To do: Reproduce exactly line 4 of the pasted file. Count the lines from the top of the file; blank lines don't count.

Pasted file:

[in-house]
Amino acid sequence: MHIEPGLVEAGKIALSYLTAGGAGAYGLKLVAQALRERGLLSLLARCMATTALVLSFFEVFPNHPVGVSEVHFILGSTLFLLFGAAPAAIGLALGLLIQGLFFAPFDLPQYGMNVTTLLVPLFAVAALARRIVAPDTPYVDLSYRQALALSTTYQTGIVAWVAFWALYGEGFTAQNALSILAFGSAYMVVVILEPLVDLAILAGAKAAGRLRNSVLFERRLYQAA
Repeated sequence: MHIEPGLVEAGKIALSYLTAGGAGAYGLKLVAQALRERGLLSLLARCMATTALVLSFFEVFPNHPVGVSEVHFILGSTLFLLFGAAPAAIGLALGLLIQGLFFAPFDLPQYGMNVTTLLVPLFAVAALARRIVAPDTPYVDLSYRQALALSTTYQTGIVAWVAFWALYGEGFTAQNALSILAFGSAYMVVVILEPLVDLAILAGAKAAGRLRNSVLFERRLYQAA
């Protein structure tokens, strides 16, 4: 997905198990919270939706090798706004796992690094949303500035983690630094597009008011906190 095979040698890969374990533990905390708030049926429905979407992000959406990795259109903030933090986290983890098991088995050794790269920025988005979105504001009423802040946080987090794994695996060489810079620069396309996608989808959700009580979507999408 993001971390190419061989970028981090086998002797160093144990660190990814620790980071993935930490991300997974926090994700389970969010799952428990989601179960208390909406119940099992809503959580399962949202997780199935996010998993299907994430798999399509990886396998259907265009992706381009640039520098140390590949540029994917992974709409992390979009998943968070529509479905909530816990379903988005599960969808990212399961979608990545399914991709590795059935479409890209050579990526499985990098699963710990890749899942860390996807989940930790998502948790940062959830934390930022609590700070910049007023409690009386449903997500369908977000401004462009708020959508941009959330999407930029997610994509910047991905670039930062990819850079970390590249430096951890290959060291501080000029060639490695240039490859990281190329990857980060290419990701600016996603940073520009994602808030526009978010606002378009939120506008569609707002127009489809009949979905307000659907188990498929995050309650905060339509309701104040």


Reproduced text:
């Protein structure tokens, strides 16, 4: 997905198990919270939706090798706004796992690094949303500035983690630094597009008011906190 095979040698890969374990533990905390708030049926429905979407992000959406990795259109903030933090986290983890098991088995050794790269920025988005979105504001009423802040946080987090794994695996060489810079620069396309996608989808959700009580979507999408 993001971390190419061989970028981090086998002797160093144990660190990814620790980071993935930490991300997974926090994700389970969010799952428990989601179960208390909406119940099992809503959580399962949202997780199935996010998993299907994430798999399509990886396998259907265009992706381009640039520098140390590949540029994917992974709409992390979009998943968070529509479905909530816990379903988005599960969808990212399961979608990545399914991709590795059935479409890209050579990526499985990098699963710990890749899942860390996807989940930790998502948790940062959830934390930022609590700070910049007023409690009386449903997500369908977000401004462009708020959508941009959330999407930029997610994509910047991905670039930062990819850079970390590249430096951890290959060291501080000029060639490695240039490859990281190329990857980060290419990701600016996603940073520009994602808030526009978010606002378009939120506008569609707002127009489809009949979905307000659907188990498929995050309650905060339509309701104040």